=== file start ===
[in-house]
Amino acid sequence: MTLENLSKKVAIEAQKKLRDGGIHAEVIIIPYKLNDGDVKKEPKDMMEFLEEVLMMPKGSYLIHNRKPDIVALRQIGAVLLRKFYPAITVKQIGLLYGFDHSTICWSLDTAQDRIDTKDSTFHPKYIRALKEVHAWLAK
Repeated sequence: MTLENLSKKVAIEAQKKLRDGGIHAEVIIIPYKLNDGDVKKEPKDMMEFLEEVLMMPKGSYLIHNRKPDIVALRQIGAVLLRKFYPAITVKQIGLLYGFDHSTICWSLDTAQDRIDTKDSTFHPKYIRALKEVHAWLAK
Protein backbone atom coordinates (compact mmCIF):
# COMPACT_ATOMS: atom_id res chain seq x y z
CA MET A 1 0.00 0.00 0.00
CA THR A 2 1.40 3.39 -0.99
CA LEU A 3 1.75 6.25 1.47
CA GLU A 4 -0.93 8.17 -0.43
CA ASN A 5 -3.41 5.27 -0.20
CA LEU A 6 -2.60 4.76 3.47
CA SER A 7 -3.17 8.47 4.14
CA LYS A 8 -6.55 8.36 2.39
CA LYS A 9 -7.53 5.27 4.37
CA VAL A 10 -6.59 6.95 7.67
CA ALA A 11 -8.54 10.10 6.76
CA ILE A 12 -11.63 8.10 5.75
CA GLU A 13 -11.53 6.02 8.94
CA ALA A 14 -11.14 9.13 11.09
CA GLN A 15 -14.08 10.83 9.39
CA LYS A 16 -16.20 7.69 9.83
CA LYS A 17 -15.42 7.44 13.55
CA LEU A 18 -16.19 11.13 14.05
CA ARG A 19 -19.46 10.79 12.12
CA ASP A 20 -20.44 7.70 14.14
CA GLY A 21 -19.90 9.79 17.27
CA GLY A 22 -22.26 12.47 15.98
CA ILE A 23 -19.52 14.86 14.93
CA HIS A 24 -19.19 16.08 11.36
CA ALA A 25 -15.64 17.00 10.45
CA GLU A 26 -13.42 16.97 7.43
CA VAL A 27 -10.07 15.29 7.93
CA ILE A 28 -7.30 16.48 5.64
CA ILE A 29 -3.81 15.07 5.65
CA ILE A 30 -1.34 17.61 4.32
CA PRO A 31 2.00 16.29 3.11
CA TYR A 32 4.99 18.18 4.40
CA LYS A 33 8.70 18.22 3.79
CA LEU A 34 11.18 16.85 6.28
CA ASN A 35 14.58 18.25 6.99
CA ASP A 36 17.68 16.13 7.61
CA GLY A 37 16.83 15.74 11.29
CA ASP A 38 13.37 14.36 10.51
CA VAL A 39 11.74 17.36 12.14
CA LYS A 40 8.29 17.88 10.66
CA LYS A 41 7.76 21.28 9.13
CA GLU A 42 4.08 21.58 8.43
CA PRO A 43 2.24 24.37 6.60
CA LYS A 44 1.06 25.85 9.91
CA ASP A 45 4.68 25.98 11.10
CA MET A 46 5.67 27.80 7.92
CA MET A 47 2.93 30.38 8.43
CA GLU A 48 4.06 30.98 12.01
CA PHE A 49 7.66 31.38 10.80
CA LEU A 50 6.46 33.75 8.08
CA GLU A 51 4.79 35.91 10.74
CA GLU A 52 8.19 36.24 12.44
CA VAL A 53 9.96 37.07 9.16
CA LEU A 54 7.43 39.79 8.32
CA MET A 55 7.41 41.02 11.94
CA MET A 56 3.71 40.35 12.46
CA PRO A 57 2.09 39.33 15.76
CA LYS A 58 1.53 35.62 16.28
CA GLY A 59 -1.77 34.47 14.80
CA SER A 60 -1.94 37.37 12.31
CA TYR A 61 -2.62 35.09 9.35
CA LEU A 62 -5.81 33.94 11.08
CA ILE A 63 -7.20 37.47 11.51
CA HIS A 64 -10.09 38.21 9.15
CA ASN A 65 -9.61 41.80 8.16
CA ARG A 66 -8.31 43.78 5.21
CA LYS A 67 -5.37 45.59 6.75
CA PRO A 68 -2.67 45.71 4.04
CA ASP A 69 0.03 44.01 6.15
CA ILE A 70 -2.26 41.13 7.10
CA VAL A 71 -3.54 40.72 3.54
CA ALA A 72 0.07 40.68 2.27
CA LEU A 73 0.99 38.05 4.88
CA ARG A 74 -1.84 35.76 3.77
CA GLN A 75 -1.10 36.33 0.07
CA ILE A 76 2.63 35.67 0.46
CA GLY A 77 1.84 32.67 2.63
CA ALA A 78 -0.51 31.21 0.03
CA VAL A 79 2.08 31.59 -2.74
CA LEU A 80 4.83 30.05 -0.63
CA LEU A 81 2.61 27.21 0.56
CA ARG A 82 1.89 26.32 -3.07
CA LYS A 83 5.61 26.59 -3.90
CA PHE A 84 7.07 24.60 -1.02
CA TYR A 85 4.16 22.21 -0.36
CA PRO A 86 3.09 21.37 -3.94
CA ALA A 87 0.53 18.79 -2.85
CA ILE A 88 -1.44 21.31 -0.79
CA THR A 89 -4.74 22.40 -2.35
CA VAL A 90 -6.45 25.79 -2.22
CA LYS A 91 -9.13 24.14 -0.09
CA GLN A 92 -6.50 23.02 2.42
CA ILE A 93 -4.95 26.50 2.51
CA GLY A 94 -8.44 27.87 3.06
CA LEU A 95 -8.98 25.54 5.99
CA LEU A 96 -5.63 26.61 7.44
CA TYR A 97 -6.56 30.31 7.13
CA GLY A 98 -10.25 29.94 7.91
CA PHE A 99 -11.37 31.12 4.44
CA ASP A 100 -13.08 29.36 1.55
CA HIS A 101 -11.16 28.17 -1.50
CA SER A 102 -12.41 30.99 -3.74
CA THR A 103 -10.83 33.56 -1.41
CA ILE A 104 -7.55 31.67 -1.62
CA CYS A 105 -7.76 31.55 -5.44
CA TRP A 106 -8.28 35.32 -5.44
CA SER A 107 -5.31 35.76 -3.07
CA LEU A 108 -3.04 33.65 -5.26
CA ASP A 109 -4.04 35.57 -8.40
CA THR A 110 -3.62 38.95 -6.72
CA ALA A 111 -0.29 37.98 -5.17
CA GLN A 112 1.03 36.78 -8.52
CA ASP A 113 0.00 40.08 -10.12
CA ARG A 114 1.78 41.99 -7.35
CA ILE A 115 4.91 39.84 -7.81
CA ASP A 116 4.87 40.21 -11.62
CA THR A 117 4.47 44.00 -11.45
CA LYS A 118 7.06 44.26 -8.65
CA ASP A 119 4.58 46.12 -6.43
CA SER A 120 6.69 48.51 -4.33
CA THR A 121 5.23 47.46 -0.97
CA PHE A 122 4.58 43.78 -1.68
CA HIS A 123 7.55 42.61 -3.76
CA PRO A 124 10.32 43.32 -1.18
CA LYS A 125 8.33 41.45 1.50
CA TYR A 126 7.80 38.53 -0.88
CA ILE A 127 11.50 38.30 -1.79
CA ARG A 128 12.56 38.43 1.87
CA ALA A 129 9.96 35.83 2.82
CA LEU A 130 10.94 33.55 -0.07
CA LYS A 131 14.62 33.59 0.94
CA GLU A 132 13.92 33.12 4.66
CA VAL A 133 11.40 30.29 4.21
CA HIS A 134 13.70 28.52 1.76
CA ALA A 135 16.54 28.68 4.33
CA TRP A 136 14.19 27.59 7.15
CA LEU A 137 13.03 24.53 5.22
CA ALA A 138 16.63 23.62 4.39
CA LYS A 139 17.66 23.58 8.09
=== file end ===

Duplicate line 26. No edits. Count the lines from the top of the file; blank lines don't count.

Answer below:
CA GLY A 21 -19.90 9.79 17.27